It’s no secret that Generation-Y has an addiction to technology, especially texting. Everywhere you go, you will see someone on their cell phone, most likely absorbed in a conversation they are having through text messaging.
The problem with this is that this addiction to the written word seems to be dwarfing kids’ abilities to have face-to-face interaction with people. Today’s youth is growing up with texting, unlike older generations that grew up with just house phones or having to actually ride a bicycle or drive to their friends’ houses in order to see or talk to them.
Our parents had to have face-to-face or phone conversations if they wanted to know anything that was happening with their friends. Now we have the comfort of checking our smart phones to stay in the loop without seeing anyone.
The first time I noticed this problem was before I left home for my freshman year of college. My university organized a send-off party for the students and their parents from my area to meet and get to know each other before we left for school. I have always been talkative and outgoing, and I have been blessed with the same trait as my mother in that I can usually strike up a conversation with a stranger.
At the party, I started talking to a guy, John, and it started off with the usual pleasantries and exchange of information like name, hometown, major, and what dorm we were assigned. But even the simple exchange of that information felt like I was pulling teeth and eventually I resorted to speaking with his mother in order to get to know him. How ridiculous is that? No college student should have his or her parents speak for him or her.
I figured that John was just shy and that if I talked to other students it would be better. I was wrong. For every good conversation I had where the other person was able to hold his or her own against my ability to talk someone’s ear off, there were two others where I actually started talking about the weather in order to avoid complete silence.
No matter where you are, you will see people texting, and many of them rely on texting as a means of communication and would not know how to have a conversation in person. The glory of texting for a lot of people is that they can take their time with answering the other person and really think through what they are going to say.
You can’t wait ten minutes to answer a person’s question when you are face-to-face without looking stupid. With texting however, you can make the excuse that you were in the middle of an activity that could not be interrupted by texting.
Being able to talk to someone face-to-face is an important life skill. How are you supposed to charm a boss in an interview if you’re not used to conversing in real situations? No employer will hire someone that can’t hold a conversation because they know that you’ll have a hard time interacting with clients and other employees.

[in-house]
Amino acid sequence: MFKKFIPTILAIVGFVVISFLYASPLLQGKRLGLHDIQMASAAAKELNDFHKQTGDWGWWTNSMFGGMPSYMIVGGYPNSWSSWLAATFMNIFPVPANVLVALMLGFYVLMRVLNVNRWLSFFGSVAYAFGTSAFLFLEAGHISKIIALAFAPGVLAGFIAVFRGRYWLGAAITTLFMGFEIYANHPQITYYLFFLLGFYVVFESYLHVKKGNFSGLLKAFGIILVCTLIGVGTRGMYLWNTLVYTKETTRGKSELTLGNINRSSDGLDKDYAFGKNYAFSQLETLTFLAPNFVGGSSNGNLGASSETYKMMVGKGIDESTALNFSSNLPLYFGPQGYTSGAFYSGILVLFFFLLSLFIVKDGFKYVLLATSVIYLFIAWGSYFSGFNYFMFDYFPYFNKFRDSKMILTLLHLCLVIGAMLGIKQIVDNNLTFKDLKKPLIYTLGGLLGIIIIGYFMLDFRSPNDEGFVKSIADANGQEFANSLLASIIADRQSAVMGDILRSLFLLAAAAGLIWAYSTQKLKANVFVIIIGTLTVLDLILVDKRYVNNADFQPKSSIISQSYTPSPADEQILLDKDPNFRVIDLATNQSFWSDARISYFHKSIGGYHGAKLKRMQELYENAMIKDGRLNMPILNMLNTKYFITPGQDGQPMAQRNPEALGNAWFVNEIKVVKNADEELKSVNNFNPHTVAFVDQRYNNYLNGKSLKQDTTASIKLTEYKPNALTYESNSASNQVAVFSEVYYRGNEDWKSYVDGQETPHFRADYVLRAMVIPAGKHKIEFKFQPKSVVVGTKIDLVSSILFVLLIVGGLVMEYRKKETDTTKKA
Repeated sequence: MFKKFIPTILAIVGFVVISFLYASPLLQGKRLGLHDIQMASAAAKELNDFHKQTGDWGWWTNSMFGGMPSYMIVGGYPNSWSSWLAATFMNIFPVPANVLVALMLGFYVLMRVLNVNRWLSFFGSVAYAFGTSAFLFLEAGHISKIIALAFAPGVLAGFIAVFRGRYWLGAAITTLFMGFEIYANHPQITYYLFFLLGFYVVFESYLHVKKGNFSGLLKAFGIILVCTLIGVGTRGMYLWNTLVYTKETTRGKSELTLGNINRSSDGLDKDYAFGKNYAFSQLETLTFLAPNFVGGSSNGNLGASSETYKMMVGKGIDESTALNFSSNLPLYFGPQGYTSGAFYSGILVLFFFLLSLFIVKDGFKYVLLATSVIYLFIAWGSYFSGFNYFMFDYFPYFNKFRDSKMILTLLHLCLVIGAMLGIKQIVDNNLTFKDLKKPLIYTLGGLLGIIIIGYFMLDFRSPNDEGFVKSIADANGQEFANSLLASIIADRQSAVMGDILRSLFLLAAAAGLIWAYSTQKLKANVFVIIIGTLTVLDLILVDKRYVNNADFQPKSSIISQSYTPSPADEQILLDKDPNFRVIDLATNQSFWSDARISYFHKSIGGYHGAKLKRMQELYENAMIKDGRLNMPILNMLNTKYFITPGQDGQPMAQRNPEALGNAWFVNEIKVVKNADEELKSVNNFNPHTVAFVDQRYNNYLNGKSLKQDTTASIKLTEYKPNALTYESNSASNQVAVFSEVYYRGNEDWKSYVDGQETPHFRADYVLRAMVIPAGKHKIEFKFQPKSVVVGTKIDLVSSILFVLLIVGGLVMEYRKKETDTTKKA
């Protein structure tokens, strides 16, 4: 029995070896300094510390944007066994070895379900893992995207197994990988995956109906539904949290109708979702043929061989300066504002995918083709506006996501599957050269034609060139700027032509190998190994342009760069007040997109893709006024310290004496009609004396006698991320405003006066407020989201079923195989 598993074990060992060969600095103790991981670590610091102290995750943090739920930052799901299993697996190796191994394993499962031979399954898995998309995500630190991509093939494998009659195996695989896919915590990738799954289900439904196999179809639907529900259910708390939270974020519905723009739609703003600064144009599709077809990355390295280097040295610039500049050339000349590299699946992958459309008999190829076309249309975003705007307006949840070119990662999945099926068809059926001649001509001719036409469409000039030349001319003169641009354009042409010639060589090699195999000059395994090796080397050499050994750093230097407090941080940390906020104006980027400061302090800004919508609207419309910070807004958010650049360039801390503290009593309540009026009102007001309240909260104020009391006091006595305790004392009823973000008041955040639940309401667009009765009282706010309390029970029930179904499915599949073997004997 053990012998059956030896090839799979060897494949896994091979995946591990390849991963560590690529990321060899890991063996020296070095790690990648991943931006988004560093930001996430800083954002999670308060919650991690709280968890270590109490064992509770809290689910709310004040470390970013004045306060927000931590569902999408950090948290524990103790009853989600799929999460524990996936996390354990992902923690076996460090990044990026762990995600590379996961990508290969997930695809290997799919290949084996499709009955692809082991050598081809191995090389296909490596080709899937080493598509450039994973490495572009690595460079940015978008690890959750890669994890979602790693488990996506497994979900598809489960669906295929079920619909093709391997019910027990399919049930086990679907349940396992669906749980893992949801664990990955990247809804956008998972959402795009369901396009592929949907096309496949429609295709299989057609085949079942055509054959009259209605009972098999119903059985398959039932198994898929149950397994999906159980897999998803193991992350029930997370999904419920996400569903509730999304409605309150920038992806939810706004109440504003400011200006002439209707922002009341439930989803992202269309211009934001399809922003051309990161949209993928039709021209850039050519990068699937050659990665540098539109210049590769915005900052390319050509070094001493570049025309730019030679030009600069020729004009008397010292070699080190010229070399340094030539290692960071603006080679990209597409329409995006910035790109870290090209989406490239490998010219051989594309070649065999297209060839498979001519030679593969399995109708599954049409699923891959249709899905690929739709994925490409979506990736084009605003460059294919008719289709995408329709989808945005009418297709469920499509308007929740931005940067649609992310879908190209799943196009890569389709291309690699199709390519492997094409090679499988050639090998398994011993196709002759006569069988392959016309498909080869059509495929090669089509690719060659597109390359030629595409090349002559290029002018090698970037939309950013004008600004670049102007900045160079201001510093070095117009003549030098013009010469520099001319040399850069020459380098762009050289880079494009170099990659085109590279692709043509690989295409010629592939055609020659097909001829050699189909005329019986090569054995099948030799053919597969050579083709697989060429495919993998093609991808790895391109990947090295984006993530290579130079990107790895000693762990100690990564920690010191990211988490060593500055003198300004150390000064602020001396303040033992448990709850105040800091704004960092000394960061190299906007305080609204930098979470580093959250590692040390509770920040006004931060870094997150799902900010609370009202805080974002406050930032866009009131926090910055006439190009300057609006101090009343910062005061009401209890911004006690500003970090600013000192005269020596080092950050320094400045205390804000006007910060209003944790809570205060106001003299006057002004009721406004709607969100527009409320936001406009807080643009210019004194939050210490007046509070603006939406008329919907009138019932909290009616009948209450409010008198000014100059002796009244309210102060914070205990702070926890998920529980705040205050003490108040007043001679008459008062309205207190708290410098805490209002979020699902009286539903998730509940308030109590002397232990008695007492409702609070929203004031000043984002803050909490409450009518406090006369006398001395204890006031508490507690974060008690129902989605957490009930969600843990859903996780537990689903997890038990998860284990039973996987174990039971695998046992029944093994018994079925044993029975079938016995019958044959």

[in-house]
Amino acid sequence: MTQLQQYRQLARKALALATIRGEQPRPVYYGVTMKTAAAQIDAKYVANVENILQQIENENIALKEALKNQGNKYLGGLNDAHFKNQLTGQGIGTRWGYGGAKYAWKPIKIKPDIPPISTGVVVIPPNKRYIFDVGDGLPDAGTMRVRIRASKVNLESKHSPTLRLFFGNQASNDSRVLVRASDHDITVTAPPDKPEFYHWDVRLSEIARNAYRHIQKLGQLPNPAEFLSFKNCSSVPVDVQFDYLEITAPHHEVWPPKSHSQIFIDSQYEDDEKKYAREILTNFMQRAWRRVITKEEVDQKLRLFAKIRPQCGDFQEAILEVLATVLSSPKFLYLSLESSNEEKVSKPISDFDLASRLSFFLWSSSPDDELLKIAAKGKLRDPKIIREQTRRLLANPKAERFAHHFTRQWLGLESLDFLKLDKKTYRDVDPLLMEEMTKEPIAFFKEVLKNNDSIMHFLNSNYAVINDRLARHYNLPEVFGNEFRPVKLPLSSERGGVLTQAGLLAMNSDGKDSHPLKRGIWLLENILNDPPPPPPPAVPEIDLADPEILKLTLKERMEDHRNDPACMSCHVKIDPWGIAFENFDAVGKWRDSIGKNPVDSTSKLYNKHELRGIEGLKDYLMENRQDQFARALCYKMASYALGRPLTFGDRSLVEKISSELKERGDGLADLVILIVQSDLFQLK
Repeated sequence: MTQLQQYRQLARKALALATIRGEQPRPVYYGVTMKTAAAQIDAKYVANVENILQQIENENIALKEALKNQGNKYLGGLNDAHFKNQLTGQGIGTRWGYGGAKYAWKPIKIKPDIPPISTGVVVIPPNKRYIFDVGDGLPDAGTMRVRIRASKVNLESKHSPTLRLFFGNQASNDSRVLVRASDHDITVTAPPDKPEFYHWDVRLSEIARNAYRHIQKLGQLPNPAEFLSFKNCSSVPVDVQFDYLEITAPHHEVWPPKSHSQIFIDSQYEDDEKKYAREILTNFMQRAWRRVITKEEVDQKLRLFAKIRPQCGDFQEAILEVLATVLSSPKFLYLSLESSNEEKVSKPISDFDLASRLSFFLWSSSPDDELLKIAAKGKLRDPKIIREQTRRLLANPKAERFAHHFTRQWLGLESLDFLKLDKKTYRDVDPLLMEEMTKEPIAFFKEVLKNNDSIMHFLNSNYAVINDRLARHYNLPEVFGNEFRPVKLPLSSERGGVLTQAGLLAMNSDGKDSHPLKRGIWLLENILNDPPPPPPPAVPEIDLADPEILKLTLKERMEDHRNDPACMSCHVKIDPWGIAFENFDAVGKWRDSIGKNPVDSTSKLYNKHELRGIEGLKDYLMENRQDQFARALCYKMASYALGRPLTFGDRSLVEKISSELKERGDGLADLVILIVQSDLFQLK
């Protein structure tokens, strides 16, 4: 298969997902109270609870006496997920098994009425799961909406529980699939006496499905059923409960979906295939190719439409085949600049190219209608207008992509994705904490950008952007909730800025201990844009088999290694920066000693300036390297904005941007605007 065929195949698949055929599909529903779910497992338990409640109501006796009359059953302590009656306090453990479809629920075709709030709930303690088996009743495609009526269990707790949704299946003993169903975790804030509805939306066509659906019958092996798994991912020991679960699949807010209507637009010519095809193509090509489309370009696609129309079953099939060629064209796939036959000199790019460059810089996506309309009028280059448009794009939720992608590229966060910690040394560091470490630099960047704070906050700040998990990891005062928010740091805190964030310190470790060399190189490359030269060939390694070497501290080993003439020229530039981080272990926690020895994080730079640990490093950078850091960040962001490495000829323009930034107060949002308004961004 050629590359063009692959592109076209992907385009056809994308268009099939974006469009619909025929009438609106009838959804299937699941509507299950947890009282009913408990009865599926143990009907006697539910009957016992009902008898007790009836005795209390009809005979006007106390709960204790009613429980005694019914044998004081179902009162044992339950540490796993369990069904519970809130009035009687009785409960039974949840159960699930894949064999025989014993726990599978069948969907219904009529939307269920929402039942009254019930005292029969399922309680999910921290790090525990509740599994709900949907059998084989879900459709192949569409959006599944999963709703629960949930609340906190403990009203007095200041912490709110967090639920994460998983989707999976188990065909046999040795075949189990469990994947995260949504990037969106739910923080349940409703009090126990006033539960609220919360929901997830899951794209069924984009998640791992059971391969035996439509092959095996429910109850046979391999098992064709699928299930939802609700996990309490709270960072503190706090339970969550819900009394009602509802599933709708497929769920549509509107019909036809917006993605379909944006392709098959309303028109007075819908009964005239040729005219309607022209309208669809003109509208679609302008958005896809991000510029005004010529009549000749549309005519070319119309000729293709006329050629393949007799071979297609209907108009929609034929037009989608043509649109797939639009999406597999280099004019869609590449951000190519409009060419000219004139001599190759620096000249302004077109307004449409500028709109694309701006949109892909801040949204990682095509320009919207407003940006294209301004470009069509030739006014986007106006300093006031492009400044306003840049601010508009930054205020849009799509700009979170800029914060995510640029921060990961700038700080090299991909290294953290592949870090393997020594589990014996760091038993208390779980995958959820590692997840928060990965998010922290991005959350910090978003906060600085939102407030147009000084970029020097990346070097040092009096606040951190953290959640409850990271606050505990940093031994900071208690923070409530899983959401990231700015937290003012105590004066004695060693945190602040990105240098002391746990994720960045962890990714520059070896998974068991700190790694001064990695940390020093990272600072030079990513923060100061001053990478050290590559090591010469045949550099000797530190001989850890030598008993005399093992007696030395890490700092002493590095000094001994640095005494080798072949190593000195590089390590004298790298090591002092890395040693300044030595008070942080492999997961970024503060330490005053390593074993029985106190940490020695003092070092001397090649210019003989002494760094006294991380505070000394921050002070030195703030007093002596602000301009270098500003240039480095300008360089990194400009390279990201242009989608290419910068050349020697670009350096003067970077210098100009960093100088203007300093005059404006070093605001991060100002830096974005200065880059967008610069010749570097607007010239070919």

What about presentations and public speaking? If you have trouble speaking to someone one-on-one, how do you expect yourself to give a presentation to a class or conference room of coworkers? Being a good public speaker is an impressive quality that if attained will make you highly sought after, but first you have to get over the hurdle of maintaining a personal conversation with one person.
If working is no concern for you or you know that your job will never require you to give a presentation, what about making friends? People tend to not trust someone that doesn’t talk much in a conversation because it seems as if they are not talking in order to hide something. If you don’t offer anything to the conversation, then you can be perceived as lacking a personality, and let’s be honest, who really wants a friend with no personality?
Texting also takes up time. The time that you use in order to text a friend could be used to do something much more productive, like actual work. Sure, its possible to multitask, but you’re just taking important focus from details that could be overlooked if you try to text while working.
Personally, if I need to talk to someone I would rather pick up the phone and call them and get the conversation over with. A texting conversation could last all day, it’s worse than playing phone tag. For those of you that don’t know what phone tag is because you only text, ask your parents.
Obviously, there are plenty of people that can still be on their phones 24/7 and hold a perfectly pleasant conversation. Those people used to be the majority of the population, but as time goes on they are going to become the minority. Let’s just nip it in the bud now and stop texting, please.
Samantha | Elite.